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Senate Judiciary Committee Chairman Lindsey Graham (R., S.C.) plans to call DOJ inspector general Michael Horowitz to testify before congress regarding his office's audit of the FBI's FISA application process, which was released Tuesday and revealed potentially systematic abuses of the transparency measures required of the Bureau when agents interact with the FISA court. I have just been briefed on Inspector General Horowitz's audit of FISA applications involving American citizens. This random audit shows discrepancies regarding verification of the information under the Woods Procedures,” Graham said in a press release.
The Trump administration is prepared to lift crippling sanctions on Venezuela in support of a new proposal to form a transitional government requiring both Nicolas Maduro and opposition leader Juan Guaidó to step aside in favor of a five-person governing council, U.S. officials said. The one-page “Democratic Transition Framework for Venezuela” was presented Tuesday by Secretary of State Mike Pompeo. It echoes a proposal made over the weekend by Guaidó that shows how growing concerns about the coronavirus, which threatens to overwhelm the South American country's already collapsed health system and economy, are reviving U.S. attempts to pull the military apart from Maduro.
Vice President Mike Pence was left flustered Wednesday when CNN anchor Wolf Blitzer confronted him about President Donald Trump's lengthy period of downplaying the coronavirus threat, insisting the president is just an “optimistic person” and never “belittled” the crisis. Discussing the White House coronavirus task force's new dire projection that up to 240,000 Americans could die from the virus, Pence applauded efforts by various private and public entities to provide food and supplies to Americans now under stay-at-home orders. The CNN anchor went on to ask why the president hasn't issued a national stay-at-home order since the White House's models show a lower death rate based on such a lockdown.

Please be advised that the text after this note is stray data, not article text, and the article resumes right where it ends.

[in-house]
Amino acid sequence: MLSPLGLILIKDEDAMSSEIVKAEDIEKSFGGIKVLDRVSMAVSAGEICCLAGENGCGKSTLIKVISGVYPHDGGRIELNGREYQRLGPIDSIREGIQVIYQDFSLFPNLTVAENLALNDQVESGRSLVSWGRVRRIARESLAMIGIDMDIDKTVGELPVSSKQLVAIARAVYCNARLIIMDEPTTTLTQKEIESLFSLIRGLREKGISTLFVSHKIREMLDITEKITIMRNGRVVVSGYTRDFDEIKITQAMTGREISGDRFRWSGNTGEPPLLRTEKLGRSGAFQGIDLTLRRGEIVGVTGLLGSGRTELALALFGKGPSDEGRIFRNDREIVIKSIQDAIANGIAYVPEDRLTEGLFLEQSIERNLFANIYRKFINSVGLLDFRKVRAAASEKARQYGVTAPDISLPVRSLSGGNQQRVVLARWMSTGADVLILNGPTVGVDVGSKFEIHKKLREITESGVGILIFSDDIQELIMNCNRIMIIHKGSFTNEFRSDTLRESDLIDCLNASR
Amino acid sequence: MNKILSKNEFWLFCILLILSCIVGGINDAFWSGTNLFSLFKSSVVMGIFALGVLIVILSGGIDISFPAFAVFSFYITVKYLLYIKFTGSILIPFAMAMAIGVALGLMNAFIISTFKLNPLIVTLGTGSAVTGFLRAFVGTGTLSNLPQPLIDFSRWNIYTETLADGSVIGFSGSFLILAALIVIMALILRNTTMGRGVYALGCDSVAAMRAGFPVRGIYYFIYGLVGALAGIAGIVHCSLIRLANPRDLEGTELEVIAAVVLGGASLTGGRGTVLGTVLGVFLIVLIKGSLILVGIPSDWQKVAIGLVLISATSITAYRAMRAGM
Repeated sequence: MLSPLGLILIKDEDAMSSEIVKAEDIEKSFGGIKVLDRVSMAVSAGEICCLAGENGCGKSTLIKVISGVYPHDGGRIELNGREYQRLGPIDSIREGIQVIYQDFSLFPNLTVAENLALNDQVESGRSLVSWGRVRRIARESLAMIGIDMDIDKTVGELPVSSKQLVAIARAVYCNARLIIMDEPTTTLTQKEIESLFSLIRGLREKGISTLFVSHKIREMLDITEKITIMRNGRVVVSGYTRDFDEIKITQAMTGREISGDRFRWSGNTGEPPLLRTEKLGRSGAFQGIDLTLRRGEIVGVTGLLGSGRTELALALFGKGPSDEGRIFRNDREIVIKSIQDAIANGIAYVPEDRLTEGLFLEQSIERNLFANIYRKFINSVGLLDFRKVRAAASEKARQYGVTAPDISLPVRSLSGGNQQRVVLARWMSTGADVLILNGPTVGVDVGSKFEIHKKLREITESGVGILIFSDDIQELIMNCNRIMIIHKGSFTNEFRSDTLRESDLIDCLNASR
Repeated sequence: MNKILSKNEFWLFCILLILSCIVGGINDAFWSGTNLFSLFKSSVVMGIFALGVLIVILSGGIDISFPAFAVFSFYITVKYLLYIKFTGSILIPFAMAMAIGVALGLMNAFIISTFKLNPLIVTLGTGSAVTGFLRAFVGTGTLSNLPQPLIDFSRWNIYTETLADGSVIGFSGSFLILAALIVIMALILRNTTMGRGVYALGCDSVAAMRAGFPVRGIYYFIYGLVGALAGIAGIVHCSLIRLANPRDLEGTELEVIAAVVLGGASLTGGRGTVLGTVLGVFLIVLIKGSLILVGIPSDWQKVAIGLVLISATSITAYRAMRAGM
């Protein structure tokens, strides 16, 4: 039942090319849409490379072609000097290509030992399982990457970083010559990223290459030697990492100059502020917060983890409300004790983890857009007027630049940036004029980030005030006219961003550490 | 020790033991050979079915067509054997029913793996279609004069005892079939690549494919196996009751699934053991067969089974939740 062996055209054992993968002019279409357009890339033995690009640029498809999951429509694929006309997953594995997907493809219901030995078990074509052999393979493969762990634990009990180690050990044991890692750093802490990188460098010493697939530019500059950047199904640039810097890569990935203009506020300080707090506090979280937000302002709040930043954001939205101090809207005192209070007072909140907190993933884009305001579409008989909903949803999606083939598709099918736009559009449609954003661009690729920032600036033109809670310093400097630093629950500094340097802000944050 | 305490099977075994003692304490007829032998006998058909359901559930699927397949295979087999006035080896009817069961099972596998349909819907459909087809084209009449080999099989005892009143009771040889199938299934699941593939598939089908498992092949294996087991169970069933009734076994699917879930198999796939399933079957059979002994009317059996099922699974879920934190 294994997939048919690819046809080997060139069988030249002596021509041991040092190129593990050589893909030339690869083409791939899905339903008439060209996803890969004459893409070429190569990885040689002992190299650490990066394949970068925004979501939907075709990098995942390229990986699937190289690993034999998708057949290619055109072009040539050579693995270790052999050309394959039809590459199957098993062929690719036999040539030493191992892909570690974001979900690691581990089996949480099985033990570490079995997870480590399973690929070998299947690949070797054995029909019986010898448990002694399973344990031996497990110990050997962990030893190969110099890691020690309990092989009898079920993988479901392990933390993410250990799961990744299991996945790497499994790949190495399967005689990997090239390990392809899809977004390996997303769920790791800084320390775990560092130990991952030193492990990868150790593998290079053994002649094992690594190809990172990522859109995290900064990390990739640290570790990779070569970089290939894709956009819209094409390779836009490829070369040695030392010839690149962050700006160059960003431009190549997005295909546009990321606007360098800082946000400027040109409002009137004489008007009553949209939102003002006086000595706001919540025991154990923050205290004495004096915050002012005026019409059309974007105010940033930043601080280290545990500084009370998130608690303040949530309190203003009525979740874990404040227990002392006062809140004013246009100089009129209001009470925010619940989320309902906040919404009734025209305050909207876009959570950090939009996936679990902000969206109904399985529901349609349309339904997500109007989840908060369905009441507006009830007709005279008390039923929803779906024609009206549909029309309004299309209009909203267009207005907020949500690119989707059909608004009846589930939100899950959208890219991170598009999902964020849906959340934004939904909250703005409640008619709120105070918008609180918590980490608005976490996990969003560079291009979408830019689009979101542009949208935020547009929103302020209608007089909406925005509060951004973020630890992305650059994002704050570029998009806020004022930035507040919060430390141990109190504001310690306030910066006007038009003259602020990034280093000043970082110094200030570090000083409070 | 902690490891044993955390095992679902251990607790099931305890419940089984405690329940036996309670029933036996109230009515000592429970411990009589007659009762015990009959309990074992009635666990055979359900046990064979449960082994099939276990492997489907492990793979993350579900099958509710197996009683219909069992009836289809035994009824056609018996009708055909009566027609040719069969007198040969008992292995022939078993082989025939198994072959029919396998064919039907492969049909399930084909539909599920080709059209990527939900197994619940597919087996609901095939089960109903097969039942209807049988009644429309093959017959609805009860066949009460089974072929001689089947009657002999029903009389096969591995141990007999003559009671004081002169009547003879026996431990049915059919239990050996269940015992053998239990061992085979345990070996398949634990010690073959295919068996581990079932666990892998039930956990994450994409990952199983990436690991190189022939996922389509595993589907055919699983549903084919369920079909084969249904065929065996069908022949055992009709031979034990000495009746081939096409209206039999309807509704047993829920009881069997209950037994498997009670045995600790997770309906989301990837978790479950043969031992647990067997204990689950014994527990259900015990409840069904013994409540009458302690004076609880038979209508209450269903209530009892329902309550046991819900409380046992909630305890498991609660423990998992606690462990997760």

Mikhail Klimentyev/TASS / Getty On March 25, President Vladimir Putin announced Russia would have a week-long paid vacation to stop the coronavirus. People thinking he meant an actual vacation took to the streets, according to The New York Times. Two days later, the Kremlin had to clarify that people were being told to stay at home, and those who could work from home should continue to do so.
It's also raising questions about whether Tokyo, where cases have tripled over the past 10 days, is about to go into a European-style lockdown -- speculation the government is trying to squash. 1. Is Japan about to declare an emergency? Japan's ruling party politicians say: “No.” As of Wednesday, Japan had the fewest confirmed infections among Group of Seven leading economies at about 2,000 --compared to about 188,000 in the U.S. -- despite being one of the first countries outside of original epicenter China to get confirmed cases.
As European and American healthcare systems creak under the strain, China has offered millions of face masks and teams of medical experts. As well as seeking to deflect criticism over initial Chinese missteps in handling the epidemic, analysts say, the campaign is a public relations opportunity in China's great power rivalry with the West and especially the United States. COVID-19 first emerged in a wild animal market last year in the Chinese city of Wuhan, but Beijing says the situation in China is now under control with domestic cases dwindling to zero.
More than 3,000 people had died of the novel coronavirus in the US as of Monday night after a single-day death toll of more than 500. Previously, the highest death toll in 24 hours was 446 deaths, according to The Washington Post. The top US infectious-disease expert, Dr. Anthony Fauci, told CNN the country could see "millions of cases" as the outbreak pans out, with 100,000 to 200,000 deaths.